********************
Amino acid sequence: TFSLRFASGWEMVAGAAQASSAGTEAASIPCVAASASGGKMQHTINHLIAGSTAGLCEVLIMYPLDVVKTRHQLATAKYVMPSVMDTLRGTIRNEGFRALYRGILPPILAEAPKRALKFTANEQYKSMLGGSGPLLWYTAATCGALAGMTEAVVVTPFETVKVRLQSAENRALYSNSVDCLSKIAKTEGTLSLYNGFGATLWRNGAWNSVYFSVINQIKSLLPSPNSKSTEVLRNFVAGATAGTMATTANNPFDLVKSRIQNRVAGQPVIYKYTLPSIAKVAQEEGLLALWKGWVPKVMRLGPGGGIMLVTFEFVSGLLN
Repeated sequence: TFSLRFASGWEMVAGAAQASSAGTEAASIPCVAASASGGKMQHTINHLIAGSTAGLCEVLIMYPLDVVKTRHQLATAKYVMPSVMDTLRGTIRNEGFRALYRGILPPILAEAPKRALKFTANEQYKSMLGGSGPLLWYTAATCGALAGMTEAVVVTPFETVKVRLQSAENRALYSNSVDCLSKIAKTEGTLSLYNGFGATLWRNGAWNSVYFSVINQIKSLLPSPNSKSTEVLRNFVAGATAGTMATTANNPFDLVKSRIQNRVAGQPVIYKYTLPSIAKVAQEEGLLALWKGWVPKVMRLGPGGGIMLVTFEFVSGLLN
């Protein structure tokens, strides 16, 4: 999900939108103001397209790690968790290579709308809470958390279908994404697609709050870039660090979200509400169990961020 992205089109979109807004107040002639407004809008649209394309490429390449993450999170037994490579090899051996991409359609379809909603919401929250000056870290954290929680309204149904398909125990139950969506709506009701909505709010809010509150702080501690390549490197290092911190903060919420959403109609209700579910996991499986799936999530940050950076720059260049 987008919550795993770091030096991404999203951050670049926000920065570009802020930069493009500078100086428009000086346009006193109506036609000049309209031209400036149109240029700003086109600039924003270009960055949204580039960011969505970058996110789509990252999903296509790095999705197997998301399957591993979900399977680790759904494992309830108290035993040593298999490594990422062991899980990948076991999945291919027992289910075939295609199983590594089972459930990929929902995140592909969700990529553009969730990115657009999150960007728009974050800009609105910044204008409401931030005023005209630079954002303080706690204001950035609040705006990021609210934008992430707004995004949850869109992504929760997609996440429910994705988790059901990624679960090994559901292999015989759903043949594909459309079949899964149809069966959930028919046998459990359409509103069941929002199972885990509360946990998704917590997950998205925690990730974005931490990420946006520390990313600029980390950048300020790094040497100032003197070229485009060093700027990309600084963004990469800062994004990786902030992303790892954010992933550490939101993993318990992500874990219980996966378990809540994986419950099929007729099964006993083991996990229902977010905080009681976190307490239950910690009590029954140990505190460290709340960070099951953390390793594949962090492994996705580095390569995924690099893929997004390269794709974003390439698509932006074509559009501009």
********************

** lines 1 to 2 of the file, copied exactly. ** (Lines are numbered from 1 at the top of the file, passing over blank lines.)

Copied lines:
Amino acid sequence: TFSLRFASGWEMVAGAAQASSAGTEAASIPCVAASASGGKMQHTINHLIAGSTAGLCEVLIMYPLDVVKTRHQLATAKYVMPSVMDTLRGTIRNEGFRALYRGILPPILAEAPKRALKFTANEQYKSMLGGSGPLLWYTAATCGALAGMTEAVVVTPFETVKVRLQSAENRALYSNSVDCLSKIAKTEGTLSLYNGFGATLWRNGAWNSVYFSVINQIKSLLPSPNSKSTEVLRNFVAGATAGTMATTANNPFDLVKSRIQNRVAGQPVIYKYTLPSIAKVAQEEGLLALWKGWVPKVMRLGPGGGIMLVTFEFVSGLLN
Repeated sequence: TFSLRFASGWEMVAGAAQASSAGTEAASIPCVAASASGGKMQHTINHLIAGSTAGLCEVLIMYPLDVVKTRHQLATAKYVMPSVMDTLRGTIRNEGFRALYRGILPPILAEAPKRALKFTANEQYKSMLGGSGPLLWYTAATCGALAGMTEAVVVTPFETVKVRLQSAENRALYSNSVDCLSKIAKTEGTLSLYNGFGATLWRNGAWNSVYFSVINQIKSLLPSPNSKSTEVLRNFVAGATAGTMATTANNPFDLVKSRIQNRVAGQPVIYKYTLPSIAKVAQEEGLLALWKGWVPKVMRLGPGGGIMLVTFEFVSGLLN